After payroll expenses, the cost for frames, lenses, and contacts is typically a large expense for OD practices, and inventory is often a major asset on the financial statements. Are you confident that your inventory is appropriately managed, and do you have an accurate handle on what you have in stock at any given moment?

It’s important to manage your inventory effectively because your optical sales activity is dependent on having the right type and number of products available to your patients, at the right time. By optimizing your inventory levels, you avoid losing sales due to frames not being in stock, and you minimize the cost of having too much in stock for lower-demand frames. Here are some tips:

If you don’t currently track your sales inventory, implement a system. It all starts with having a way to track your products for sale. According to a 2017 State of Small Business Report, businesses use a variety of methods, ranging from manual processes and Excel spreadsheets to more specialized software. Ideally, you want your inventory management system to integrate with your accounting system so that you have up-to-date financial information to help you understand how your business is doing so that you can make timely and well-informed decisions. For OD practices that already use Intuit’s QuickBooks accounting software, inventory valuations can be tracked in real-time and the financial statements are updated seamlessly for inventory changes.

Whatever system you decide to use, maintain its effectiveness by conducting regular inventory counts of what you have in stock, and reconcile any differences between your physical inventory account and your inventory records on a timely basis. You should understand why these reconciling differences occur and manage the potential risk of theft.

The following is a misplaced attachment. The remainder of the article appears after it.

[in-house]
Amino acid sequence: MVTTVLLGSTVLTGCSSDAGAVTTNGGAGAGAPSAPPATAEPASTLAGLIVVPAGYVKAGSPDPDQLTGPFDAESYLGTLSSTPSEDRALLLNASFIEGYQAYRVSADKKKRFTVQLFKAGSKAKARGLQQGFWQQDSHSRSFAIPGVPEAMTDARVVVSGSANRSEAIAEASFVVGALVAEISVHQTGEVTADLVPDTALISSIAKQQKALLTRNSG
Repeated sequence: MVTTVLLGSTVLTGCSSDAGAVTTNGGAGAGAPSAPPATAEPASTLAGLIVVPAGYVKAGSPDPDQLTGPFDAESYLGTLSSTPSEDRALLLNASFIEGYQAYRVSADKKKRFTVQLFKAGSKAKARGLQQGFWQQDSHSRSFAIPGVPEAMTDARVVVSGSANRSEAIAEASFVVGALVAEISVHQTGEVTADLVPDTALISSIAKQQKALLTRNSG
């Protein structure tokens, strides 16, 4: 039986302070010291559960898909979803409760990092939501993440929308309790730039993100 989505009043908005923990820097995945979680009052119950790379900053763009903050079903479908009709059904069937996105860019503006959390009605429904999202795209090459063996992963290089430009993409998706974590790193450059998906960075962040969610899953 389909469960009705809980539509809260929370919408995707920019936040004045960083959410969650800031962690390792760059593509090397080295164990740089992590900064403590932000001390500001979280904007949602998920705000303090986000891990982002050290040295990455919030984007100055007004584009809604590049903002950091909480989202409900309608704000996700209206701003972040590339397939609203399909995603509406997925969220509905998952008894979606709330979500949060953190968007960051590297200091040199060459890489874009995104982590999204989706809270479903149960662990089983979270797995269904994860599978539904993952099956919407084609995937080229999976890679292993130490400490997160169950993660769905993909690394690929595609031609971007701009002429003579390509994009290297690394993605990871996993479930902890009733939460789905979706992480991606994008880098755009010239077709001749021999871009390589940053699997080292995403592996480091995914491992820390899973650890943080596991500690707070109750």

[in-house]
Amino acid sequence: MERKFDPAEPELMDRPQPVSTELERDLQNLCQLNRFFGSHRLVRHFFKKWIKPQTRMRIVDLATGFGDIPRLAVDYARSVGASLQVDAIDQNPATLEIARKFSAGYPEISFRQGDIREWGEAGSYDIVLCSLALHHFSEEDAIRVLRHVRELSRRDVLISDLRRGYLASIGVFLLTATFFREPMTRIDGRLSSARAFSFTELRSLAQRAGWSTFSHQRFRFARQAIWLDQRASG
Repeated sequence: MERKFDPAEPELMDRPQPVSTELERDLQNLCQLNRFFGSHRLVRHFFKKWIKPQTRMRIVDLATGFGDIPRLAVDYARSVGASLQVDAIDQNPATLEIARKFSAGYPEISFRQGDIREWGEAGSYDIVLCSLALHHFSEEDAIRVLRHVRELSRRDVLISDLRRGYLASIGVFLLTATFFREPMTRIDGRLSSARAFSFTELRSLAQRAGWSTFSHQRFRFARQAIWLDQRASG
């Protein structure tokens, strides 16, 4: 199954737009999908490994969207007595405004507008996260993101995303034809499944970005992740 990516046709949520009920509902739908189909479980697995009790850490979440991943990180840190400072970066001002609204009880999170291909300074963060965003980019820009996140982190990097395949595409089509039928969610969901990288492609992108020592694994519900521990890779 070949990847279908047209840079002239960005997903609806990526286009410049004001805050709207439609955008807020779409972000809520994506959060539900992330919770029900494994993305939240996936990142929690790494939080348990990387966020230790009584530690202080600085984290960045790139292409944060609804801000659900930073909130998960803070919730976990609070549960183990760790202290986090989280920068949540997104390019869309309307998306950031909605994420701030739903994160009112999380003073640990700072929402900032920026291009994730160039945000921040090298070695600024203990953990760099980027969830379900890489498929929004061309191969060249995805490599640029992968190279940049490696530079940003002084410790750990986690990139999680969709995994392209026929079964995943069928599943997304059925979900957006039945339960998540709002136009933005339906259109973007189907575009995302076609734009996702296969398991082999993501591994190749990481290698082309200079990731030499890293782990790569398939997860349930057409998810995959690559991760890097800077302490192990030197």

Understand Your Optical Sales Activity to Anticipate Your Inventory Needs. Do you know what your top selling items are? How about your lowest selling items? If not, you should. An effective inventory management process helps you to understand your optical sales activity and control the number of products you have so that you have the right amount of inventory to meet the demands of your patients. You want to avoid overstocks for several reasons, such as the risk of theft, damage or obsolescence. Also, if your products aren’t turning over timely, then your cash flow is impacted since it’s tied up in assets that are sitting on the shelves. So, take a step back from your daily operational duties; look at your practice’s monthly, quarterly and annual sale trends, so that you can anticipate what you need – and don’t need – in your stock, at the appropriate times in the year.

Analyze your Gross Profit Margins. Since the cost for frames, lenses, and contacts is likely a large expense item on your practice’s Profit and Loss Statement, it’s a good idea to review your costs of optical goods sold each month as a percentage of optical product sales. If your margin is not where you need it to be, it’s time to take a deeper dive and figure out why it’s not producing the desired results. Perhaps certain product items are causing a significant negative impact and are not worth continuing in your product offerings.

Feeling overwhelmed? Don’t panic. You can start off slowly but surely, by focusing on one part of your inventory first, for example, the inventory coming from one supplier or your top 10 best-selling products. This way, you can learn what works for your practice and continuously improve as you broaden your scope to other parts of your inventory.

By taking action on these three tips, you’ll be well on your way to better inventory management, leading to better bottom line financial results!

If you have questions and/or need more assistance, please reach out to me, I’ll be happy to talk with you. Orin Schepps, Founder and CEO @consultanceaccounting.